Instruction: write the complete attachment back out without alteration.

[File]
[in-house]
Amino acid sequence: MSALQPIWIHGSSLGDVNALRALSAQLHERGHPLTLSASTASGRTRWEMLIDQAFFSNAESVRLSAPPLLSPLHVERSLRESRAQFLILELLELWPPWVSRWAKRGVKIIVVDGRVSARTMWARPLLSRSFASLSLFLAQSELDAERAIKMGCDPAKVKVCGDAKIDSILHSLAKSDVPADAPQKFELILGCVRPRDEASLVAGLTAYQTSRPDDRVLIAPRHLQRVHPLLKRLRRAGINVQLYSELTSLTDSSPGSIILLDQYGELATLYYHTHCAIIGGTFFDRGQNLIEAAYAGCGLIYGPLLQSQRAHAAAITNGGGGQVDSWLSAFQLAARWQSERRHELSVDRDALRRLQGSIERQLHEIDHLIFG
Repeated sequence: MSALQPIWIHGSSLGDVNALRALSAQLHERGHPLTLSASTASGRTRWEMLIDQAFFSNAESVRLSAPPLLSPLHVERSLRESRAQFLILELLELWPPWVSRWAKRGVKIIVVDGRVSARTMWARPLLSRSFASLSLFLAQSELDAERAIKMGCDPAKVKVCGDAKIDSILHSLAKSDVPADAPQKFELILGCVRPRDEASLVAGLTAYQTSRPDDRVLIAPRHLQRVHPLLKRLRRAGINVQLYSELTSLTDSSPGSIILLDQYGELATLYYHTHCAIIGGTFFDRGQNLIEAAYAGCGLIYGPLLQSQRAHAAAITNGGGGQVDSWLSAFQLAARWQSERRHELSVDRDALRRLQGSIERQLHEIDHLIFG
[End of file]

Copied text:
[in-house]
Amino acid sequence: MSALQPIWIHGSSLGDVNALRALSAQLHERGHPLTLSASTASGRTRWEMLIDQAFFSNAESVRLSAPPLLSPLHVERSLRESRAQFLILELLELWPPWVSRWAKRGVKIIVVDGRVSARTMWARPLLSRSFASLSLFLAQSELDAERAIKMGCDPAKVKVCGDAKIDSILHSLAKSDVPADAPQKFELILGCVRPRDEASLVAGLTAYQTSRPDDRVLIAPRHLQRVHPLLKRLRRAGINVQLYSELTSLTDSSPGSIILLDQYGELATLYYHTHCAIIGGTFFDRGQNLIEAAYAGCGLIYGPLLQSQRAHAAAITNGGGGQVDSWLSAFQLAARWQSERRHELSVDRDALRRLQGSIERQLHEIDHLIFG
Repeated sequence: MSALQPIWIHGSSLGDVNALRALSAQLHERGHPLTLSASTASGRTRWEMLIDQAFFSNAESVRLSAPPLLSPLHVERSLRESRAQFLILELLELWPPWVSRWAKRGVKIIVVDGRVSARTMWARPLLSRSFASLSLFLAQSELDAERAIKMGCDPAKVKVCGDAKIDSILHSLAKSDVPADAPQKFELILGCVRPRDEASLVAGLTAYQTSRPDDRVLIAPRHLQRVHPLLKRLRRAGINVQLYSELTSLTDSSPGSIILLDQYGELATLYYHTHCAIIGGTFFDRGQNLIEAAYAGCGLIYGPLLQSQRAHAAAITNGGGGQVDSWLSAFQLAARWQSERRHELSVDRDALRRLQGSIERQLHEIDHLIFG